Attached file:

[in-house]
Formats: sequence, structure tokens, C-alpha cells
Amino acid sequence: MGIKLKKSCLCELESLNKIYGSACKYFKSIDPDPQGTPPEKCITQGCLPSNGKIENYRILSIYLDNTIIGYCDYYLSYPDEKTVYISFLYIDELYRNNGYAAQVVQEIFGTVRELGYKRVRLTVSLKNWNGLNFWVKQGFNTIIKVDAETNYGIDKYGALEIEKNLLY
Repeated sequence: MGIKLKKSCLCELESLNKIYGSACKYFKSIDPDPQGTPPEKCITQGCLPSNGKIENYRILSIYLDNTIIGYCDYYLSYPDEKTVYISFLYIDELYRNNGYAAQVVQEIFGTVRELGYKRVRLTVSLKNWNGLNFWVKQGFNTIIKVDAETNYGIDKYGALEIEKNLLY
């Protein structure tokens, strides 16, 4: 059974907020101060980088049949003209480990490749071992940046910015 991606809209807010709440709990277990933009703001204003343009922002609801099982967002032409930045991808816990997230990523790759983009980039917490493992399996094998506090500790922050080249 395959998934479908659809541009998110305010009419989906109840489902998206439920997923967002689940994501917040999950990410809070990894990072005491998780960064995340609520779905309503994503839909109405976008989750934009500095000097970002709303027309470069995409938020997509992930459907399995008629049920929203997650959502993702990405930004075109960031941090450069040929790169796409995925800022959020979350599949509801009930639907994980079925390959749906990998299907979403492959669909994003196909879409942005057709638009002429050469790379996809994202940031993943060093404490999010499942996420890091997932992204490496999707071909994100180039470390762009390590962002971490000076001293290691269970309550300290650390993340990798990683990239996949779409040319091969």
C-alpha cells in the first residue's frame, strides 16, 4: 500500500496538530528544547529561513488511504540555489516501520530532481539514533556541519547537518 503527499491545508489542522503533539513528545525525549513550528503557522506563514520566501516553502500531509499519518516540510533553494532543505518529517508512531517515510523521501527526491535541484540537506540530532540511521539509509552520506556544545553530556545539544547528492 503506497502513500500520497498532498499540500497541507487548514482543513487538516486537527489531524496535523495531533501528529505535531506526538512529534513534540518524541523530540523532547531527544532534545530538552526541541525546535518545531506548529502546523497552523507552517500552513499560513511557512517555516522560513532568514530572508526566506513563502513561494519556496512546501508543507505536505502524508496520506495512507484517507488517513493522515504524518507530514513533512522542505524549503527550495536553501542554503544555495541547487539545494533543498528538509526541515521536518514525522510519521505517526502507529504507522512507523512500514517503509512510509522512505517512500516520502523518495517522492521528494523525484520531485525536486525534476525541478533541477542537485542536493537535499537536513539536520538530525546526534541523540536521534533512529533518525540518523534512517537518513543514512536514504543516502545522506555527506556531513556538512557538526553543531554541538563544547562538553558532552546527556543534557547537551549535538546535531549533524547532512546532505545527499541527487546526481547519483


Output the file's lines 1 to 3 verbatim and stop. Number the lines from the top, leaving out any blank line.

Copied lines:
[in-house]
Formats: sequence, structure tokens, C-alpha cells
Amino acid sequence: MGIKLKKSCLCELESLNKIYGSACKYFKSIDPDPQGTPPEKCITQGCLPSNGKIENYRILSIYLDNTIIGYCDYYLSYPDEKTVYISFLYIDELYRNNGYAAQVVQEIFGTVRELGYKRVRLTVSLKNWNGLNFWVKQGFNTIIKVDAETNYGIDKYGALEIEKNLLY